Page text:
In today’s Gospel, Jesus declared: “My sheep hear my voice; I know them and they follow me.” We’re very used to hearing this teaching. Its familiarity, I’m afraid, can weaken our understanding of Jesus’ message.
There are three parts to this statement. The first is: “My sheep hear my voice.” Jesus is teaching us that when we hear his voice we enter into a new relationship with him. He isn’t speaking of our ability to hear sounds coming from his mouth; he’s speaking about our ability to hear his message, to digest it, to meld it into our every fiber.
The second part of the teaching is: “I know them.” He’s teaching something very profound. He’s saying that he knows who we are. He sees the beauty of our hearts and minds. He knows our struggles. He knows our sins. He knows our potential and how we use the gifts we have. His knowledge of us is loving and non-judgmental because we’re in harmony with him, because we’re in communion with him. We hear his voice. We listen to him.
“They follow me.” What does this mean? Does it mean that we say yes to doctrines that define him? Do we believe that he’s a man? Do we believe that he’s the Son of God? What do we mean when we say we follow him?
A scribe once told Jesus, “Teacher, I will follow you where ever you go.” Jesus said this to him.
“Foxes have dens and birds of the air have nests, but the Son of Man has no place to rest his head.” Another disciple said to him, ‘Lord, let me go first and bury my father.” Jesus answered him, “Follow me, and let the dead bury their dead.”
Following Jesus is demanding. Following him may mean that we won’t have a place to live. It may mean that we must abandon our family. Remember when Jesus was preaching and someone told him that his mother and brothers were outside and wanted to speak with him? His answer continues to challenge us. “Who is my mother? Who are my brothers?” And stretching out his hand toward his disciples, he said, “Here are my mother and my brothers. For whoever does the will of my heavenly Father is my brother and sister and mother.”
Over the centuries we Christians, followers of Jesus Christ, have created a great deal of wiggle room around his invitation to “Follow me.” We’ve pretty much cleansed his invitation of any of its radical implications.
I looked back into the bulletin files to see what I wrote about this same Sunday three years ago. I said pretty much the same thing but brought in an incident that took place a few months before, February 12, 2019. Twenty-one Coptic Christians were beheaded on a beach in Libya by members of the Islamic State. I’ll end today’s reflection with same question I ended with three years ago. What does it mean to be a Christian?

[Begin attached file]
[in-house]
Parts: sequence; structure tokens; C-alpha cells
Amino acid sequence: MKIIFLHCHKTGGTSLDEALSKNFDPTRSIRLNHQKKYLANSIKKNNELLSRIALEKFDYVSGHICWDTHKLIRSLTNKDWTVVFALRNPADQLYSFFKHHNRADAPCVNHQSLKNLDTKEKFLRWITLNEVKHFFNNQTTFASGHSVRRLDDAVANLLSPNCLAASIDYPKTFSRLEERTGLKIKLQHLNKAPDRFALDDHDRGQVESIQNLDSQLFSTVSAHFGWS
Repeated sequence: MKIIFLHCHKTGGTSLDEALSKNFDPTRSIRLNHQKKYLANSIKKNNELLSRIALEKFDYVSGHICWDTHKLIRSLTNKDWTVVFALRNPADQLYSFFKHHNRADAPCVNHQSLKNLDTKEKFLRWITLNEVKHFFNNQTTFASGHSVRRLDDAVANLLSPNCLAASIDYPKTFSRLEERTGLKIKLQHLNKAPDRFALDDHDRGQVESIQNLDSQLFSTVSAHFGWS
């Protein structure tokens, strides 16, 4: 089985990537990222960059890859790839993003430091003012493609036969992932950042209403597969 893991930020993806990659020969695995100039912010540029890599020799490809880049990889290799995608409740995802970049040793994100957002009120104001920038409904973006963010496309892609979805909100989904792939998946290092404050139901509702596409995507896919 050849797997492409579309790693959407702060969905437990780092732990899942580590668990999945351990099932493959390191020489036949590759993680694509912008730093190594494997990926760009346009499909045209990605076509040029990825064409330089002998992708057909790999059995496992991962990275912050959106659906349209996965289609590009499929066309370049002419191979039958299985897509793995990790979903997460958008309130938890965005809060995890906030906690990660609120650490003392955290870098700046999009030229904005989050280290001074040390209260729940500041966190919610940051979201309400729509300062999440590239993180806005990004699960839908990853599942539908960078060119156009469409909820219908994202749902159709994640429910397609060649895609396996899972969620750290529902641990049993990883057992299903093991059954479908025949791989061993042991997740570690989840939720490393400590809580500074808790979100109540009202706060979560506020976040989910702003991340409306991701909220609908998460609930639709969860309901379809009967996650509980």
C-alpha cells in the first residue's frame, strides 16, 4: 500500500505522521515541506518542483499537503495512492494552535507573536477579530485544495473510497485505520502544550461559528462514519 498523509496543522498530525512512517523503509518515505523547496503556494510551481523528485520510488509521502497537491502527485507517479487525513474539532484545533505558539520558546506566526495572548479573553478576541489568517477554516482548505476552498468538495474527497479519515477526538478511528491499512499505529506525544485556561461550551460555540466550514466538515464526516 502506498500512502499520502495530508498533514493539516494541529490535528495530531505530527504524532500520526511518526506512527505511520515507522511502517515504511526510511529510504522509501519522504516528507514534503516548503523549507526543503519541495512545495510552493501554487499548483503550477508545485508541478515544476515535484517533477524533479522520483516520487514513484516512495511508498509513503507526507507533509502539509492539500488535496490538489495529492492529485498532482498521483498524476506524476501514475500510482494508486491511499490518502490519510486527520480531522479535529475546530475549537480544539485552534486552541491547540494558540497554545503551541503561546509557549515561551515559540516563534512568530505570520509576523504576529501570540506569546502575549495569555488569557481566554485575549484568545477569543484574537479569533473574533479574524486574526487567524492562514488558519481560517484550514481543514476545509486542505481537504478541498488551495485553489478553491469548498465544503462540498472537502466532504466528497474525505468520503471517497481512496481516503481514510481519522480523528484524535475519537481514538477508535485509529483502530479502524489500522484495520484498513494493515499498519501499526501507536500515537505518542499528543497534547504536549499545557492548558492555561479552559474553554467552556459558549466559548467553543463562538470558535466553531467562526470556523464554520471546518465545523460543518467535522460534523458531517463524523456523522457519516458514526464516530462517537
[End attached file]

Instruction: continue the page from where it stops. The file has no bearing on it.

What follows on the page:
We continue reading accounts of the resurrection as we move through the Sundays of Easter. This Sunday brings us to the third account in John’s Gospel. It takes place along the Sea of Tiberias (Sea of Galilee).
Once again, this account begins in the darkness of the night. The apostles were gathered near the Sea of Galilee. Peter announced that he was going to fish. The rest of the apostles joined him, bringing their torches. They rowed out about a hundred yards and began casting their nets. They spent the entire night fishing but caught nothing.
As dawn began to break, a voice called out to them from the shore asking if they caught any fish. They answered, no. The man then instructed them to throw their nets over the right side of the boat. They listened to his suggestion. Often enough, while casting their nets, fisherman would have someone on the shore looking over the clear water to spot the movement of a school of fish. It’s very difficult for a fisherman to look into the water for fish while casting his net, hence, the need for a spotter.
To their joyful surprise they hauled in a catch. Later when they brought the net to shore they counted one hundred and fifty-three large fish! John, the disciple whom Jesus loved, and who
looked into the tomb and “saw and believed,” shouted out that he recognized the man. It was Jesus! Peter, impetuous as ever, jumped into the water and swam to shore. There was a strange scene awaiting him.
Jesus had built a charcoal fire and was cooking a fish. Along with the fish he had bread waiting for them. No one said anything. They knew that it was Jesus speaking to them, but they were in shock. “Jesus came over and took the bread and gave it to them, and in like manner the fish.”